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Noah Feldman

Turkey's Attack on the Kurds Is a Betrayal of the U.S.

President Erdogan thinks he can spurn American interests without consequence. How long can such an alliance last?
Turkish troops shell a YPG position.

Turkish troops shell a YPG position.

Photographer: Bulent Kilic/AFP/Getty Images

The U.S. needs to start imagining NATO without Turkey. The latest reason is Turkey’s assault against the Syrian Kurds. The same Kurds who, with U.S. training and support, have borne the brunt of the fighting against Islamic State. Turkey is coordinating its attacks with Iran and Russia -- the very countries the North Atlantic Treaty Organization exists to oppose. U.S. interests appear nowhere in the equation. That’s a long-term strategic problem, which goes beyond the moral outrage every American should feel as our Kurdish allies are murdered from the air by F-16s we sold to Turkey.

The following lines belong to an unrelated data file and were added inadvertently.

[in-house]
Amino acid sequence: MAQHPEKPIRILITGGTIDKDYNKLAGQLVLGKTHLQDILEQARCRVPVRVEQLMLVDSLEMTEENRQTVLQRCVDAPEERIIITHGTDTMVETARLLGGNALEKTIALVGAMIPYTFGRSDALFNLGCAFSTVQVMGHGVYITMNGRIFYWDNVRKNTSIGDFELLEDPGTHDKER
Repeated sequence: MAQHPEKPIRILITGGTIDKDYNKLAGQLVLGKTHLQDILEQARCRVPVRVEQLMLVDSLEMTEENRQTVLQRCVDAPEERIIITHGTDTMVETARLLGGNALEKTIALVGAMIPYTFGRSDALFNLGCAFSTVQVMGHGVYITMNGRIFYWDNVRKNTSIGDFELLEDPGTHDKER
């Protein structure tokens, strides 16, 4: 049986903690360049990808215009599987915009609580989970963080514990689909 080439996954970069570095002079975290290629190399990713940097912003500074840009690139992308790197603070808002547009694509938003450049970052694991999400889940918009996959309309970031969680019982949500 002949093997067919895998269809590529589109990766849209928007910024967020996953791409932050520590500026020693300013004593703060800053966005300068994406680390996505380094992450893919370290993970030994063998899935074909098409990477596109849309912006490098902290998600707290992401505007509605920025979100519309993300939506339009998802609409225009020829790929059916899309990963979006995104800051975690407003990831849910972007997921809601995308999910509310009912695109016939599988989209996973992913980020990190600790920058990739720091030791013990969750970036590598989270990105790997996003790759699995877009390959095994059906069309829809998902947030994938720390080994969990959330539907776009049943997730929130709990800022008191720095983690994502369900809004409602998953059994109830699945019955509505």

Turkish President Recep Tayyip Erdogan clearly thinks he can contravene U.S. interests without consequence. His insurance policy is the country’s geographical location. Throughout the Cold War, Turkey’s proximity to the Soviet Union made it a great base for NATO troops and missiles. The later U.S. wars in Iraq and Afghanistan assured that the air base at Incirlik remained crucial to American military efforts.